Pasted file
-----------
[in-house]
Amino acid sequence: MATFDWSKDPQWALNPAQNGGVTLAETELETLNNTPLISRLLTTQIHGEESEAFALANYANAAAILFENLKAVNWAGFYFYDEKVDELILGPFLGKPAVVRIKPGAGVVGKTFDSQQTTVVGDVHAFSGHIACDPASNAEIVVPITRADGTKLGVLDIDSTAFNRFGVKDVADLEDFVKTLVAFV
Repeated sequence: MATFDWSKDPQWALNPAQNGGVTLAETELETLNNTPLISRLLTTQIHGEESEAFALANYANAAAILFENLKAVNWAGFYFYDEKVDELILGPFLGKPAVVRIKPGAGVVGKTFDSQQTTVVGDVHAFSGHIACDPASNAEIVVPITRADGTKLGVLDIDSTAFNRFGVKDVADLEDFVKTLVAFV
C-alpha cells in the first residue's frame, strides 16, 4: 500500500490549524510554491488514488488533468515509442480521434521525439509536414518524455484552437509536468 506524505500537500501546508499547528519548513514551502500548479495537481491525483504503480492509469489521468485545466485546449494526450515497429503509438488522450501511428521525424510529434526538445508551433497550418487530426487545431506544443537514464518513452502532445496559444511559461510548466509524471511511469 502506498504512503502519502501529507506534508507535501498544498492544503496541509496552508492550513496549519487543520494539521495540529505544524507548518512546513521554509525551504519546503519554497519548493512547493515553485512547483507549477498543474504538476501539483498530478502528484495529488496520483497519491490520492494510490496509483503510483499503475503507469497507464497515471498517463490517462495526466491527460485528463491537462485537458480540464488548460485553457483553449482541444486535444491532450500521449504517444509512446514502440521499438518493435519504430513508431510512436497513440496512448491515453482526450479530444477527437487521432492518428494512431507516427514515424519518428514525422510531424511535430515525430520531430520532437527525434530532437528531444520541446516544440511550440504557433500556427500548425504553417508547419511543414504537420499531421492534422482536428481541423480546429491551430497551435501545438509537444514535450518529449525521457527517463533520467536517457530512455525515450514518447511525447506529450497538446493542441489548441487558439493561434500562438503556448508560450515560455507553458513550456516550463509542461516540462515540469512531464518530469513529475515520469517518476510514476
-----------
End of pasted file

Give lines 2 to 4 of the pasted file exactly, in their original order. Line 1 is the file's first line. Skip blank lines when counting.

Amino acid sequence: MATFDWSKDPQWALNPAQNGGVTLAETELETLNNTPLISRLLTTQIHGEESEAFALANYANAAAILFENLKAVNWAGFYFYDEKVDELILGPFLGKPAVVRIKPGAGVVGKTFDSQQTTVVGDVHAFSGHIACDPASNAEIVVPITRADGTKLGVLDIDSTAFNRFGVKDVADLEDFVKTLVAFV
Repeated sequence: MATFDWSKDPQWALNPAQNGGVTLAETELETLNNTPLISRLLTTQIHGEESEAFALANYANAAAILFENLKAVNWAGFYFYDEKVDELILGPFLGKPAVVRIKPGAGVVGKTFDSQQTTVVGDVHAFSGHIACDPASNAEIVVPITRADGTKLGVLDIDSTAFNRFGVKDVADLEDFVKTLVAFV
C-alpha cells in the first residue's frame, strides 16, 4: 500500500490549524510554491488514488488533468515509442480521434521525439509536414518524455484552437509536468 506524505500537500501546508499547528519548513514551502500548479495537481491525483504503480492509469489521468485545466485546449494526450515497429503509438488522450501511428521525424510529434526538445508551433497550418487530426487545431506544443537514464518513452502532445496559444511559461510548466509524471511511469 502506498504512503502519502501529507506534508507535501498544498492544503496541509496552508492550513496549519487543520494539521495540529505544524507548518512546513521554509525551504519546503519554497519548493512547493515553485512547483507549477498543474504538476501539483498530478502528484495529488496520483497519491490520492494510490496509483503510483499503475503507469497507464497515471498517463490517462495526466491527460485528463491537462485537458480540464488548460485553457483553449482541444486535444491532450500521449504517444509512446514502440521499438518493435519504430513508431510512436497513440496512448491515453482526450479530444477527437487521432492518428494512431507516427514515424519518428514525422510531424511535430515525430520531430520532437527525434530532437528531444520541446516544440511550440504557433500556427500548425504553417508547419511543414504537420499531421492534422482536428481541423480546429491551430497551435501545438509537444514535450518529449525521457527517463533520467536517457530512455525515450514518447511525447506529450497538446493542441489548441487558439493561434500562438503556448508560450515560455507553458513550456516550463509542461516540462515540469512531464518530469513529475515520469517518476510514476